Lockerbie bomber Megrahi appears on Libyan television
Apparently live images of the man freed after being convicted of the 1988 terror attack are shown from a political rally.
The man convicted of killing 270 people in the Lockerbie bombing has been seen on Libyan television.
Abdelbaset al Megrahi was released from a Scottish prison almost two years ago on compassionate grounds, after serving nearly eight years of a 27-year sentence. In 1988, the Pan Am Flight 103 travelling from London to New York was targeted in a bomb attack, causing it to crash in Lockerbie.
On the television footage, a presenter introduced Megrahi at what appears to be a pro-government rally, and said his conviction was the result of a "conspiracy". He also said his release had been a victory against oppression. It has been reported that during the apparently live broadcast, Megrahi was in a wheelchair.
Megrahi returned to Libya after being freed in August 2009. He had been diagnosed with advanced prostate cancer and the Scottish Government released him on compassionate grounds after judging that he had about three months to live. He has rarely been seen since his return.
SNP MSP Christine Grahame is convenor of the justice committee at the Scottish Parliament. She believes Megrahi was the victim of a miscarriage of justice, and told STV News she is "not unhappy" to see Megrahi alive - and believes he would have had no choice about attending the pro-Gaddafi rally.
However, other politicians have reacted with anger. Iain Gray, the outgoing Scottish Labour leader, said the TV appearance was an "embarrassment" for Kenny MacAskill, the Justice Secretary who released him, and First Minister Alex Salmond. John Lamont, Scottish Conservative MSP and a member of the Justice Committee, added: "The last thing relatives of the 270 people murdered by the Lockerbie Bomber need to see is the sight of him alive and well and free, almost two years after he was released by the SNP Government.
"It was a bad decision made badly and one that shames Scotland around the world. The day is fast approaching when the SNP Government will have to apologise for this terrible decision."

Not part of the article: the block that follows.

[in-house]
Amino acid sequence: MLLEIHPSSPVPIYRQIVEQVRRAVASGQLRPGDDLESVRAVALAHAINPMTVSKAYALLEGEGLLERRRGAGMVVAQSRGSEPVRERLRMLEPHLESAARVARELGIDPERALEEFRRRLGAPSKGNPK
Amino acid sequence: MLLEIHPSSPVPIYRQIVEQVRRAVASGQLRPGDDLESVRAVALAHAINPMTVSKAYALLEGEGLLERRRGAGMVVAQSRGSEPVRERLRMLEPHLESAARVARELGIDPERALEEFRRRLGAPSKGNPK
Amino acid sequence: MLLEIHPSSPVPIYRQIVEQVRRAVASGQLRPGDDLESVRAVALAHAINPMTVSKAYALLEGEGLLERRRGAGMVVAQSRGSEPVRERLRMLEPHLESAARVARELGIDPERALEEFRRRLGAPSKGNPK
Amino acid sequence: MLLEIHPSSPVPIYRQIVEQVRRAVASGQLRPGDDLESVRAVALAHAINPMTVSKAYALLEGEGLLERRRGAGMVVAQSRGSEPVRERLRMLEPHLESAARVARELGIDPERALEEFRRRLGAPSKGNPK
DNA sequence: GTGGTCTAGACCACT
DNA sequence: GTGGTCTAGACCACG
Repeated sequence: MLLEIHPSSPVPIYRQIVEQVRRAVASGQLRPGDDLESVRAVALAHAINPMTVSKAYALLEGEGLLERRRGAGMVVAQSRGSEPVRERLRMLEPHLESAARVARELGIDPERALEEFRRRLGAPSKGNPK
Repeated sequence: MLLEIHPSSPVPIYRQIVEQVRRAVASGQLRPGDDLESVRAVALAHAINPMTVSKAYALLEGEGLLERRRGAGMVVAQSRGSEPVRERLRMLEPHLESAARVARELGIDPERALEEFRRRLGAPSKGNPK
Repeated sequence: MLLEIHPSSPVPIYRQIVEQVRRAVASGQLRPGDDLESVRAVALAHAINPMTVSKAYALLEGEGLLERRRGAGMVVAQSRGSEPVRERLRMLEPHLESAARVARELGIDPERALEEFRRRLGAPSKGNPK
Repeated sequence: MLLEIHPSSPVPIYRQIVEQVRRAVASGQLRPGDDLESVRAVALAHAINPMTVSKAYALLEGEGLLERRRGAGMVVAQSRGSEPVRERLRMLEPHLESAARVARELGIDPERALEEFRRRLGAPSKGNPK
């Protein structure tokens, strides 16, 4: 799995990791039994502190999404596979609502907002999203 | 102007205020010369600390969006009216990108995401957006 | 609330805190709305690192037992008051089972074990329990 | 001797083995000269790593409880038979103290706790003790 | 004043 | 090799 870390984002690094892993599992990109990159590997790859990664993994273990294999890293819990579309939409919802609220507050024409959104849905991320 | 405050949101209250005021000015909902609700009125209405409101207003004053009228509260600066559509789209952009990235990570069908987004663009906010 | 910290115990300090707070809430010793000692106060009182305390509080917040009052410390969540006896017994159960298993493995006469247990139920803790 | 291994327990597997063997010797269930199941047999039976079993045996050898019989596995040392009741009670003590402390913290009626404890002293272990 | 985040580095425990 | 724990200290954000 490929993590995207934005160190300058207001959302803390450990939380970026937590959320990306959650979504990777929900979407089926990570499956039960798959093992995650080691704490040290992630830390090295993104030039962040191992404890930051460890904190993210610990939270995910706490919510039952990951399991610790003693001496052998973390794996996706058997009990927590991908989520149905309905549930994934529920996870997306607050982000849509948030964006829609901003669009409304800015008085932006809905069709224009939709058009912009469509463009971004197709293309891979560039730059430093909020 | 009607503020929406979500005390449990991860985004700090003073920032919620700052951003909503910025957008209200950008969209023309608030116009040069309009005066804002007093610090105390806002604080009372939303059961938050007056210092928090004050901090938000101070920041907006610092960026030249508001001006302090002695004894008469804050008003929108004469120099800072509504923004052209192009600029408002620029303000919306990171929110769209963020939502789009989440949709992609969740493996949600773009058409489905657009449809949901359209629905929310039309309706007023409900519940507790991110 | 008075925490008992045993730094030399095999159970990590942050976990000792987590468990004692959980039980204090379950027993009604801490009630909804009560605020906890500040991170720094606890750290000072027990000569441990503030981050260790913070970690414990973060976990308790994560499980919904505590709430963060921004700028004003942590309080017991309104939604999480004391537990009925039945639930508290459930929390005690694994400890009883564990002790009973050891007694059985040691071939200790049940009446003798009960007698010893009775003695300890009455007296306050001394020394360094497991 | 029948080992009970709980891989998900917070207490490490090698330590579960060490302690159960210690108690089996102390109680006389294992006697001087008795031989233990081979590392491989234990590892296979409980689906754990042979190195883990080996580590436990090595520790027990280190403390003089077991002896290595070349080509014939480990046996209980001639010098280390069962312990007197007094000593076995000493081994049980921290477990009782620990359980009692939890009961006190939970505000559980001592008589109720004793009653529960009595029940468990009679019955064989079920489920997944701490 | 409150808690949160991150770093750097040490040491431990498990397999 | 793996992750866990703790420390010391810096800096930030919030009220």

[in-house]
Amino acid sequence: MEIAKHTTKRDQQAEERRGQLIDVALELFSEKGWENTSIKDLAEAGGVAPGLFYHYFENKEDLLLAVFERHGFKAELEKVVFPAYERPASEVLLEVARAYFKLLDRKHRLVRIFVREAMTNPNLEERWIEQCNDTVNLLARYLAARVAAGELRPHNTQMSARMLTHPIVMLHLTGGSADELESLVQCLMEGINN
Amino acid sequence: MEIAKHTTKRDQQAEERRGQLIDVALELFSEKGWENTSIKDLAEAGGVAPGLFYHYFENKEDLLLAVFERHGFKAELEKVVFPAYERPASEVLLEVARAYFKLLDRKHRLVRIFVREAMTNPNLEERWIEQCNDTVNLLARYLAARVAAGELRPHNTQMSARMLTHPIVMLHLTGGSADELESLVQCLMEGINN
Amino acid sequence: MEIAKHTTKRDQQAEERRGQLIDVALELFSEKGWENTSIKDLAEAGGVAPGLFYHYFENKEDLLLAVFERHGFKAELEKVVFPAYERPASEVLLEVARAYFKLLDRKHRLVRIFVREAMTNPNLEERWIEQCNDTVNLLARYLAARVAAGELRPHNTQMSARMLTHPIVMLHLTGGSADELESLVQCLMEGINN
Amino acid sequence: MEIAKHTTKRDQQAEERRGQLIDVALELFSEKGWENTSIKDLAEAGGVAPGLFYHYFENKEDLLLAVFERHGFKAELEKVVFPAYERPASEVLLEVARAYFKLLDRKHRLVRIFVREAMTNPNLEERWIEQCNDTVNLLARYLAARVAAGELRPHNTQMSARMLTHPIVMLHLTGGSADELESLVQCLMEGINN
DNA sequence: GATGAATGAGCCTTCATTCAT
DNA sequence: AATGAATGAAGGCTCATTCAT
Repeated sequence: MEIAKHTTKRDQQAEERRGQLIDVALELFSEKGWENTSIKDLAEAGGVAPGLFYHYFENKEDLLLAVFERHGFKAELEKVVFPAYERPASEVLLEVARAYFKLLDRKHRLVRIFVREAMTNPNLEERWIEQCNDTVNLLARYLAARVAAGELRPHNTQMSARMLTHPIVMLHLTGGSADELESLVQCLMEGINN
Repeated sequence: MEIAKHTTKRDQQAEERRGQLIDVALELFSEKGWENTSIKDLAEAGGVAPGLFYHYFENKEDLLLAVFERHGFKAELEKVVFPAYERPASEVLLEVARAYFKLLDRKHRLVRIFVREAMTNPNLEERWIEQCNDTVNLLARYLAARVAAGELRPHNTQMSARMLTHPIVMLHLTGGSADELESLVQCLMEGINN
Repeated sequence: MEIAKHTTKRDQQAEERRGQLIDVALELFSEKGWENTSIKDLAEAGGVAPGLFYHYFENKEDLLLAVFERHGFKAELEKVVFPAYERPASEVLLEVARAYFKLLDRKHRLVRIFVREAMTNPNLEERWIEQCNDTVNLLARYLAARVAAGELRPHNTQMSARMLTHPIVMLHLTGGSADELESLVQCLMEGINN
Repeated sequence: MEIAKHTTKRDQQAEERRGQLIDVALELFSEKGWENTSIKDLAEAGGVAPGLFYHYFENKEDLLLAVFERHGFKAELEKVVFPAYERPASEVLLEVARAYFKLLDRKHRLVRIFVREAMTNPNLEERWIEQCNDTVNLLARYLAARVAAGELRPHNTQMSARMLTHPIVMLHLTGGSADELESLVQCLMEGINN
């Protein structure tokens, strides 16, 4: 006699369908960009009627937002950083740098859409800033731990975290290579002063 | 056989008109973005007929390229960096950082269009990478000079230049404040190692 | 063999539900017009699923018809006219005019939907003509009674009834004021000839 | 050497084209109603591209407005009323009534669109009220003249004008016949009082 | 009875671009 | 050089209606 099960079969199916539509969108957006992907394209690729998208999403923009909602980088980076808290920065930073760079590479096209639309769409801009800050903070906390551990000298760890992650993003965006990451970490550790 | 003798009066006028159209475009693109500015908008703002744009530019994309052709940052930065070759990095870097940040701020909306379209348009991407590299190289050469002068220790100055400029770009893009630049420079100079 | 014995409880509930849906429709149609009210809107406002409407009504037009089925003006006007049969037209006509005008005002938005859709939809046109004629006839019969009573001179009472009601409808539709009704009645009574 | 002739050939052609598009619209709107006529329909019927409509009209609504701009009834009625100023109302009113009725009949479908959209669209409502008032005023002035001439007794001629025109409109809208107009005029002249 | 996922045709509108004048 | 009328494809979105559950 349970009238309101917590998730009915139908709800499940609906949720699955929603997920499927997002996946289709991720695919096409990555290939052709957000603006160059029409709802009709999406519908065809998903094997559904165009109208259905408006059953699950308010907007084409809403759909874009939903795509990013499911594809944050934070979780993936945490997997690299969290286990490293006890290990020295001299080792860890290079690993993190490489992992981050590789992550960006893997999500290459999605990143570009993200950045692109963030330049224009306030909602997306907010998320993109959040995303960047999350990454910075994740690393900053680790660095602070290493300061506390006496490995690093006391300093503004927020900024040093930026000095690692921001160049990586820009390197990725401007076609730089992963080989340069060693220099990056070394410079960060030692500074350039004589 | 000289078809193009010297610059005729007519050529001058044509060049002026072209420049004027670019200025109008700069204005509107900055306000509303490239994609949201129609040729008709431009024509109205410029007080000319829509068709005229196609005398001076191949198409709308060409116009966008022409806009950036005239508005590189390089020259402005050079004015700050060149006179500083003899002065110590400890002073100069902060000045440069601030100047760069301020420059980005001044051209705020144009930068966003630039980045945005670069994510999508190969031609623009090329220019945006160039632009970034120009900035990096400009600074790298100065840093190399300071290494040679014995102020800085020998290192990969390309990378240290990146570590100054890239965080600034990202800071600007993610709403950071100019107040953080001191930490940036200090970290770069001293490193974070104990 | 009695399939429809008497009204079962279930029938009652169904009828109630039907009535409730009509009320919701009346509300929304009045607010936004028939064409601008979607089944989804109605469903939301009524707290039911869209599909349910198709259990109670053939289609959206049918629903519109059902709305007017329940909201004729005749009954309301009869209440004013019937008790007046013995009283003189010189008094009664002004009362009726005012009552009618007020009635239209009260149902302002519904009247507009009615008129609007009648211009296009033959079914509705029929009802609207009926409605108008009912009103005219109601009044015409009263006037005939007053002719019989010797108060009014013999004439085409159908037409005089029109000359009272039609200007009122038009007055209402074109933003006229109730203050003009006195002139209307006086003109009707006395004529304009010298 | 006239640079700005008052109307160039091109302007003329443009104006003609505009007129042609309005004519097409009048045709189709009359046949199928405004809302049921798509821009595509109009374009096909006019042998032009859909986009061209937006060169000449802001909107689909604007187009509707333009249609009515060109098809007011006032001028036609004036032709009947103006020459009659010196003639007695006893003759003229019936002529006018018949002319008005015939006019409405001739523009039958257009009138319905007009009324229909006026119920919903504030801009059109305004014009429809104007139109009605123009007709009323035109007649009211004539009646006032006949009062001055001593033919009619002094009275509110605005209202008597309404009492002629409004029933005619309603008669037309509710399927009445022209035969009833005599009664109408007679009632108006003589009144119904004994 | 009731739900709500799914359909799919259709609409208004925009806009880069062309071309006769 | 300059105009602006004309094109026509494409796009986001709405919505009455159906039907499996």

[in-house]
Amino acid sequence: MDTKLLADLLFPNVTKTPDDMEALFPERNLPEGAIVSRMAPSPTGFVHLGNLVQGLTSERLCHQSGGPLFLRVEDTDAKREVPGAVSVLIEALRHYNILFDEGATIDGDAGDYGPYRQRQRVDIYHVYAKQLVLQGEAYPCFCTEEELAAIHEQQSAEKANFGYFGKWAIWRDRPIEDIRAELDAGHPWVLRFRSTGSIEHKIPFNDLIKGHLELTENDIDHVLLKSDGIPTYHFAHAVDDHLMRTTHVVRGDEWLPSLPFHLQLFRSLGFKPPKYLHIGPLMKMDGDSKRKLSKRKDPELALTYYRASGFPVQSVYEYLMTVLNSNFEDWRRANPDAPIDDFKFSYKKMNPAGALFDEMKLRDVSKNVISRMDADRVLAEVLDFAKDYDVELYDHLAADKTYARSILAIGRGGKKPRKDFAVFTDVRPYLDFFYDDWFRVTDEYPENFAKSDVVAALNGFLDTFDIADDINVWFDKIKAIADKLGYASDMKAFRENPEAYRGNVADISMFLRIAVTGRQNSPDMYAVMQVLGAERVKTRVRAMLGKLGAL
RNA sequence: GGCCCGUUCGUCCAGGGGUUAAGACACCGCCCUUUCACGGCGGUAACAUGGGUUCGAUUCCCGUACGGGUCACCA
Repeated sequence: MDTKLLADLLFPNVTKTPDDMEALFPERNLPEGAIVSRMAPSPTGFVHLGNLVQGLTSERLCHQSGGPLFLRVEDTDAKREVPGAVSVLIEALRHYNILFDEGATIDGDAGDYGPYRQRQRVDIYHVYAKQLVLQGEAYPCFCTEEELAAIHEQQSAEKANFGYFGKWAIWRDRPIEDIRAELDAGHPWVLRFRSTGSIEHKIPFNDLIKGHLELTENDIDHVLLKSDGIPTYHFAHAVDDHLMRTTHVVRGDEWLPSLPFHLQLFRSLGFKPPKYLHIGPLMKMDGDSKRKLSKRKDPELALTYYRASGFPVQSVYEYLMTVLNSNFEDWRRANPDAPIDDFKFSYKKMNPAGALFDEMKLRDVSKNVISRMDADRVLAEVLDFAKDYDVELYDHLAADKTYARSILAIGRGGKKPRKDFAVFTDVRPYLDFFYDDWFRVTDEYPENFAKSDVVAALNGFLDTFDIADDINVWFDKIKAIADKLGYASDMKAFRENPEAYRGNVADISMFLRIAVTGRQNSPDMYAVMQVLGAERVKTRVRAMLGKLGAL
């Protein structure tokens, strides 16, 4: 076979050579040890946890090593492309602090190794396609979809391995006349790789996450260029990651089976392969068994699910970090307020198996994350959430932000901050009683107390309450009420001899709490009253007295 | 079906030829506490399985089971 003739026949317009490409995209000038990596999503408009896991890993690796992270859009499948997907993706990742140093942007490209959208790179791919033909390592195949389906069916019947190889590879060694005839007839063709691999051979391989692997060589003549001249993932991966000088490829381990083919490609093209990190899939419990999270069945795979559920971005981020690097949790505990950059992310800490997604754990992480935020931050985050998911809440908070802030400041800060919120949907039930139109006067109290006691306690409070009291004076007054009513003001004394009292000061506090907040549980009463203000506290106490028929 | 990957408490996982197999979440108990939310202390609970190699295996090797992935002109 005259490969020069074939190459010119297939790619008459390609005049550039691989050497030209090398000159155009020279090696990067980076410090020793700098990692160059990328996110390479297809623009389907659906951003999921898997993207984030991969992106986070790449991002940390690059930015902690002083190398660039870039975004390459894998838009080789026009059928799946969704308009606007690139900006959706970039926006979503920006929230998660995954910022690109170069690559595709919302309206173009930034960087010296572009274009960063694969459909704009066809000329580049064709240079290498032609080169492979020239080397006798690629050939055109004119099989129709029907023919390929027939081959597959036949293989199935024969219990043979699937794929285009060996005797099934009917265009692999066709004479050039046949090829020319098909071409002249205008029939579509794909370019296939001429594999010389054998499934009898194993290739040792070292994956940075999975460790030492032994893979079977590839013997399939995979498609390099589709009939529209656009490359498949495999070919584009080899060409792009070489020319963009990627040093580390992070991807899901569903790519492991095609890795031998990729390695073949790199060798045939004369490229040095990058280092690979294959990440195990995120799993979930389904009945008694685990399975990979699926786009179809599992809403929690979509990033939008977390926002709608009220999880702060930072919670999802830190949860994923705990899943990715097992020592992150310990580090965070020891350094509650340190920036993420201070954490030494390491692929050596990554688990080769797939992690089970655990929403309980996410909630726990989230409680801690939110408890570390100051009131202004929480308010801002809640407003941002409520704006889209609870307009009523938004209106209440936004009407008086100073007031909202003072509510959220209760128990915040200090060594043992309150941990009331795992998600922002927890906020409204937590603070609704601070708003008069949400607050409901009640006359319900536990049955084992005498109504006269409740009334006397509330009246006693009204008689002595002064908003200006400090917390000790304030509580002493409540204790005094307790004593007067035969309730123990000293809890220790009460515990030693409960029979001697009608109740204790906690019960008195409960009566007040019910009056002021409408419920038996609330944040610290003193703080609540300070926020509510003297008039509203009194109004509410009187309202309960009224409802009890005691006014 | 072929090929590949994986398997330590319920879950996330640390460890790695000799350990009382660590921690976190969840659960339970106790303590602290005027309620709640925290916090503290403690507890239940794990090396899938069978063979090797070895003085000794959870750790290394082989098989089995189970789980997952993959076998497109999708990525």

Margaret Scott, Megrahi's defence QC, told appeal judges at the time that his "absolute priority in the little time he has left is to spend it with his family in his homeland". The decision to free him came on August 20, 2009, in an announcement from Mr MacAskill.
But his release was met with widespread criticism, with the US Secretary of State Hillary Clinton branding it "absolutely wrong". Of the 270 victims, 189 were American. Eleven residents of Lockerbie also died after the plane crashed down on their homes.
On Wednesday, William Hague - the Foreign Secretary - also condemned the latest development. He said: "I think the appearance of Mr al-Megrahi on our television screens is a further reminder that a great mistake was made when he was released.
"The Prime Minister and I, when we were in opposition, both strongly disagreed with that position by Scottish ministers. We disagreed with what has subsequently been revealed about the facilitation by the previous Labour government at Westminster of moves towards the release of al-Megrahi."
He added: "This was absolutely the wrong thing to do. It shows the medical advice it was based on was pretty much worthless and I think many people, particularly the families of those killed at Lockerbie, I think their anger and outrage at this release will be further intensified by what we have seen.
"So it has always been our view this was a mistake and this simply confirms that."